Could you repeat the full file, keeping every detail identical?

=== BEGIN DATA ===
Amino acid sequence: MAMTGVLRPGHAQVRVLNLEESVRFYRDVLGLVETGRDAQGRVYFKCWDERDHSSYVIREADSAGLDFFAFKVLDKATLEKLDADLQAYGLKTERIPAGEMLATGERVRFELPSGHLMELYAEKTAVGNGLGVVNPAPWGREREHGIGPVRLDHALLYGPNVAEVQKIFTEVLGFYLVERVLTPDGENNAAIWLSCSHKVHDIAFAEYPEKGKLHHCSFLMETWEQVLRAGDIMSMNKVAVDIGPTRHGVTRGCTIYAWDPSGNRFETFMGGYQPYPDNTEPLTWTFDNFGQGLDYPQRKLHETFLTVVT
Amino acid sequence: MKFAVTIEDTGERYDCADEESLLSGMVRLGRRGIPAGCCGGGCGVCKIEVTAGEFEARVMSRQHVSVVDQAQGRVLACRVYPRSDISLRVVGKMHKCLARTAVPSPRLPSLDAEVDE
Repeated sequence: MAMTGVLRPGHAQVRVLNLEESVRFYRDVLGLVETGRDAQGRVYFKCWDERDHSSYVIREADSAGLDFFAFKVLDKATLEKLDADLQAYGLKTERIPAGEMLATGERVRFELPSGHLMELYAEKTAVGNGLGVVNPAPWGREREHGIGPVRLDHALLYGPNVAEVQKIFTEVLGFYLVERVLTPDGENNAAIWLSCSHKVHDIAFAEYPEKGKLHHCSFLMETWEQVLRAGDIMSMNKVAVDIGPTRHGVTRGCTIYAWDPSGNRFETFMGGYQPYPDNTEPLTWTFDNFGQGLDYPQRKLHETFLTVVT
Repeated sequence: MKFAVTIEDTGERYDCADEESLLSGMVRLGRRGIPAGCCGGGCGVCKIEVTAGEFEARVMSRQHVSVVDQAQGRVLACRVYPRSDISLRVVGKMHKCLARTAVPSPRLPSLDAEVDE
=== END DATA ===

Amino acid sequence: MAMTGVLRPGHAQVRVLNLEESVRFYRDVLGLVETGRDAQGRVYFKCWDERDHSSYVIREADSAGLDFFAFKVLDKATLEKLDADLQAYGLKTERIPAGEMLATGERVRFELPSGHLMELYAEKTAVGNGLGVVNPAPWGREREHGIGPVRLDHALLYGPNVAEVQKIFTEVLGFYLVERVLTPDGENNAAIWLSCSHKVHDIAFAEYPEKGKLHHCSFLMETWEQVLRAGDIMSMNKVAVDIGPTRHGVTRGCTIYAWDPSGNRFETFMGGYQPYPDNTEPLTWTFDNFGQGLDYPQRKLHETFLTVVT
Amino acid sequence: MKFAVTIEDTGERYDCADEESLLSGMVRLGRRGIPAGCCGGGCGVCKIEVTAGEFEARVMSRQHVSVVDQAQGRVLACRVYPRSDISLRVVGKMHKCLARTAVPSPRLPSLDAEVDE
Repeated sequence: MAMTGVLRPGHAQVRVLNLEESVRFYRDVLGLVETGRDAQGRVYFKCWDERDHSSYVIREADSAGLDFFAFKVLDKATLEKLDADLQAYGLKTERIPAGEMLATGERVRFELPSGHLMELYAEKTAVGNGLGVVNPAPWGREREHGIGPVRLDHALLYGPNVAEVQKIFTEVLGFYLVERVLTPDGENNAAIWLSCSHKVHDIAFAEYPEKGKLHHCSFLMETWEQVLRAGDIMSMNKVAVDIGPTRHGVTRGCTIYAWDPSGNRFETFMGGYQPYPDNTEPLTWTFDNFGQGLDYPQRKLHETFLTVVT
Repeated sequence: MKFAVTIEDTGERYDCADEESLLSGMVRLGRRGIPAGCCGGGCGVCKIEVTAGEFEARVMSRQHVSVVDQAQGRVLACRVYPRSDISLRVVGKMHKCLARTAVPSPRLPSLDAEVDE